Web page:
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# 3D

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I installed Blender 2.3.7 last week and attempted to use it. It took me about 2 hours to get the windows positioned. After that I was able to make a pointy cube. It only took me 1 hour to do that. I decided to get some help. So I ordered the book from Amazon.com and it was delivered Monday.

Last night I fired up blender. My windows were back to the original positions. I found out in the book that I have to save stuff like that. I worked my way through the first half of the first tutorial, creating a gingerbread man. I got it to render at 1:00am. Tonight I hope to finish it. I'm sure a lot of people have made this gingerbread man, so I'm not putting up any screenshots. I still have no idea how the model I make would get into a game, especially with movements, walking, etc.

I do have a greater appreciation for the graphics in games though. I can't even imagine how long it would take to build ONE monster, let alone an entire arsenal of enemies, NPCs, objects, rooms, etc. Hopefully through some divine intervention, I will find a way to speed up the modeling process.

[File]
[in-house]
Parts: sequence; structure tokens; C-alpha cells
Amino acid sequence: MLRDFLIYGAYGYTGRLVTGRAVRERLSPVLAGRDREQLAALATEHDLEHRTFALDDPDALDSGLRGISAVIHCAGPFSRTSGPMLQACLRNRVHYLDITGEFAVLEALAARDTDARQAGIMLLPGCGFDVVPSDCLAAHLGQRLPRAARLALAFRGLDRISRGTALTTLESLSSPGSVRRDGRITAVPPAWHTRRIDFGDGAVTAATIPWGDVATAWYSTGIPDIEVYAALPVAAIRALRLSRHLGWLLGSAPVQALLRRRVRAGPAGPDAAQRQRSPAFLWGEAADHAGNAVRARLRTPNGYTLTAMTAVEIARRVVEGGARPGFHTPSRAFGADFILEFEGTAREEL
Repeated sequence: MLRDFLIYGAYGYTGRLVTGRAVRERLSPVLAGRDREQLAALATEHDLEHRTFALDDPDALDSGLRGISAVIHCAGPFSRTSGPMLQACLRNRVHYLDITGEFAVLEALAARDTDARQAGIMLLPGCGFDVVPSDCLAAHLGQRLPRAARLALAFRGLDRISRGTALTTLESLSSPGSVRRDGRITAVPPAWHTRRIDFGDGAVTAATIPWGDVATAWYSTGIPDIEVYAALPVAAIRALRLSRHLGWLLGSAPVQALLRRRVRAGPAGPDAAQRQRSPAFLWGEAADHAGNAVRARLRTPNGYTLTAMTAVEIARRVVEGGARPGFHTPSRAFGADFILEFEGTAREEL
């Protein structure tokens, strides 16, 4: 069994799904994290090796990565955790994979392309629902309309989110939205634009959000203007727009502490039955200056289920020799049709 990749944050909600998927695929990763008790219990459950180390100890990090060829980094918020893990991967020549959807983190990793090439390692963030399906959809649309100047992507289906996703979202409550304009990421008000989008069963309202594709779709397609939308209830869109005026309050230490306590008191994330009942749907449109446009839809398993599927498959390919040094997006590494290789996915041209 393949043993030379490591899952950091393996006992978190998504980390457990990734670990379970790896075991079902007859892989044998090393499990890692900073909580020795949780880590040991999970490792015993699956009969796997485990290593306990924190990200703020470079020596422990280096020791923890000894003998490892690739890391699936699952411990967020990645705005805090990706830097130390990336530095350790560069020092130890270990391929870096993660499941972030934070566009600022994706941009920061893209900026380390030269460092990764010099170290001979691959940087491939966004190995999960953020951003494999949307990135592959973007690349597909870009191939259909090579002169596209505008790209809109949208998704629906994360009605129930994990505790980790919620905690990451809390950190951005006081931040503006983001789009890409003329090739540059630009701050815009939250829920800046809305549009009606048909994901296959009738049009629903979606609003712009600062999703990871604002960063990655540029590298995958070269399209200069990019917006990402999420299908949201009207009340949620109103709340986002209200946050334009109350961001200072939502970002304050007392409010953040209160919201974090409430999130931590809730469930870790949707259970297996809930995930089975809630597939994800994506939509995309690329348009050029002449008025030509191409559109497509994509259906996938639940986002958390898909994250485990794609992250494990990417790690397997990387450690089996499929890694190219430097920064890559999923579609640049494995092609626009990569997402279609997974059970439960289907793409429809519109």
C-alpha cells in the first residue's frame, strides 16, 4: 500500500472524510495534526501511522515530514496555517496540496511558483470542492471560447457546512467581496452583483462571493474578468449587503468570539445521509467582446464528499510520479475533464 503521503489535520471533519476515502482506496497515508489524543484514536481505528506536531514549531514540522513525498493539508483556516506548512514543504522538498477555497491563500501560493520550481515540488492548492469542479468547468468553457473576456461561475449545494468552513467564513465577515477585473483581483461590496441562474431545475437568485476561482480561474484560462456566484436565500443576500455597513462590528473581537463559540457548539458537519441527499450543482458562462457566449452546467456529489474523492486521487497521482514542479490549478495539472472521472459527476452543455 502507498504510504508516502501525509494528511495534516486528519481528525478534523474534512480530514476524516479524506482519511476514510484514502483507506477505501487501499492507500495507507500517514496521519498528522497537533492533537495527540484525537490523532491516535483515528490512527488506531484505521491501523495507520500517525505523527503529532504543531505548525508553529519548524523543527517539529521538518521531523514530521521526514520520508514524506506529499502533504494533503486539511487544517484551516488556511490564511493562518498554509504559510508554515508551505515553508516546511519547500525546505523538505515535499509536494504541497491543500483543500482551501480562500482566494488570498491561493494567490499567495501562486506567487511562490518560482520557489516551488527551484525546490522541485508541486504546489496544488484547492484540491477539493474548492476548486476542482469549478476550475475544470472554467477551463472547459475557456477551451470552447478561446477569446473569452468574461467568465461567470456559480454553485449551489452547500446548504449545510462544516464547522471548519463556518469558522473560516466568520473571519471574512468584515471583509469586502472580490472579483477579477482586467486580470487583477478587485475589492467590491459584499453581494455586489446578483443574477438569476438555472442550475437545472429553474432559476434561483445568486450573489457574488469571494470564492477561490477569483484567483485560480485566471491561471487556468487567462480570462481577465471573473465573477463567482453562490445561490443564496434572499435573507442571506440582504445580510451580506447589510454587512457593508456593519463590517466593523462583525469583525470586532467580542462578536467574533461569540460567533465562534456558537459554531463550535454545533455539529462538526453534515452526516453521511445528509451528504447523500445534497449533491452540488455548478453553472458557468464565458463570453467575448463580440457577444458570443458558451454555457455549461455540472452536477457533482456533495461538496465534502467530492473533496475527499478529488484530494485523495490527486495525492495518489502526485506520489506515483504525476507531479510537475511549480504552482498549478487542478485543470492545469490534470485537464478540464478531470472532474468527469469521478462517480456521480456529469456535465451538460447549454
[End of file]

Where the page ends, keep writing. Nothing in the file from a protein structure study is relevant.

No work on my next game yet either. I want to do it using DirectX, so there is a bit of a learning curve there. Hopefully I can get things figured out and start working on it soon.

Good job for getting going on modelling. :) I'm still procrastinating that one, so it'll be 2D games for a while longer around my block. :P

Would you say that the book is worth buying? I've been hurting to get some (basic) modelling experience so I can do some more comprehensive 3D gamedev, but I've heard that Blender isn't the most friendly realm for newbies. :)

The book is very good. I was suprised at how well it was put together and how extensively it explained the features. If you are thinking of modeling, but don't want to drop $, I would recommend downloading Blender for free, and paying$35 for the book.

Good luck.

How's Blender these days? I remember back when it was first coming out it was stated as the best modeling program, but that was only after you topped the very steep initial learning curve.